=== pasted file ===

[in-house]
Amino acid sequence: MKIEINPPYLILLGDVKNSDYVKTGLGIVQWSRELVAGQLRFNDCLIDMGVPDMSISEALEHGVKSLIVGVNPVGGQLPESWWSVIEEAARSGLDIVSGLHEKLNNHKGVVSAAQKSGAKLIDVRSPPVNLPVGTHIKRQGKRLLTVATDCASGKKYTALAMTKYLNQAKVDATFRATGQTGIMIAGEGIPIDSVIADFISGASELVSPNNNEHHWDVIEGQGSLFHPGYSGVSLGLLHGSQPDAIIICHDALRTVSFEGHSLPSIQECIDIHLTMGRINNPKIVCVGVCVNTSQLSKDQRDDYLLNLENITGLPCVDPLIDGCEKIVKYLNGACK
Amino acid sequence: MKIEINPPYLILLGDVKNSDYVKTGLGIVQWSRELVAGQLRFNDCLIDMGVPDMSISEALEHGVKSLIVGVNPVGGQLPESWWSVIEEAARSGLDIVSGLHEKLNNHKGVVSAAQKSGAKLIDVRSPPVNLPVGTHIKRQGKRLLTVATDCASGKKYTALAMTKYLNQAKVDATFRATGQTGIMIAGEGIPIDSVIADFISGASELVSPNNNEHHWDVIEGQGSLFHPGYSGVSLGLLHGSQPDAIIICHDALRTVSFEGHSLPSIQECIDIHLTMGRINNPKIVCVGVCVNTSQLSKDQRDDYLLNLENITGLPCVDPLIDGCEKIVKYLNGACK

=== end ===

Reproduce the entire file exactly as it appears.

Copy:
[in-house]
Amino acid sequence: MKIEINPPYLILLGDVKNSDYVKTGLGIVQWSRELVAGQLRFNDCLIDMGVPDMSISEALEHGVKSLIVGVNPVGGQLPESWWSVIEEAARSGLDIVSGLHEKLNNHKGVVSAAQKSGAKLIDVRSPPVNLPVGTHIKRQGKRLLTVATDCASGKKYTALAMTKYLNQAKVDATFRATGQTGIMIAGEGIPIDSVIADFISGASELVSPNNNEHHWDVIEGQGSLFHPGYSGVSLGLLHGSQPDAIIICHDALRTVSFEGHSLPSIQECIDIHLTMGRINNPKIVCVGVCVNTSQLSKDQRDDYLLNLENITGLPCVDPLIDGCEKIVKYLNGACK
Amino acid sequence: MKIEINPPYLILLGDVKNSDYVKTGLGIVQWSRELVAGQLRFNDCLIDMGVPDMSISEALEHGVKSLIVGVNPVGGQLPESWWSVIEEAARSGLDIVSGLHEKLNNHKGVVSAAQKSGAKLIDVRSPPVNLPVGTHIKRQGKRLLTVATDCASGKKYTALAMTKYLNQAKVDATFRATGQTGIMIAGEGIPIDSVIADFISGASELVSPNNNEHHWDVIEGQGSLFHPGYSGVSLGLLHGSQPDAIIICHDALRTVSFEGHSLPSIQECIDIHLTMGRINNPKIVCVGVCVNTSQLSKDQRDDYLLNLENITGLPCVDPLIDGCEKIVKYLNGACK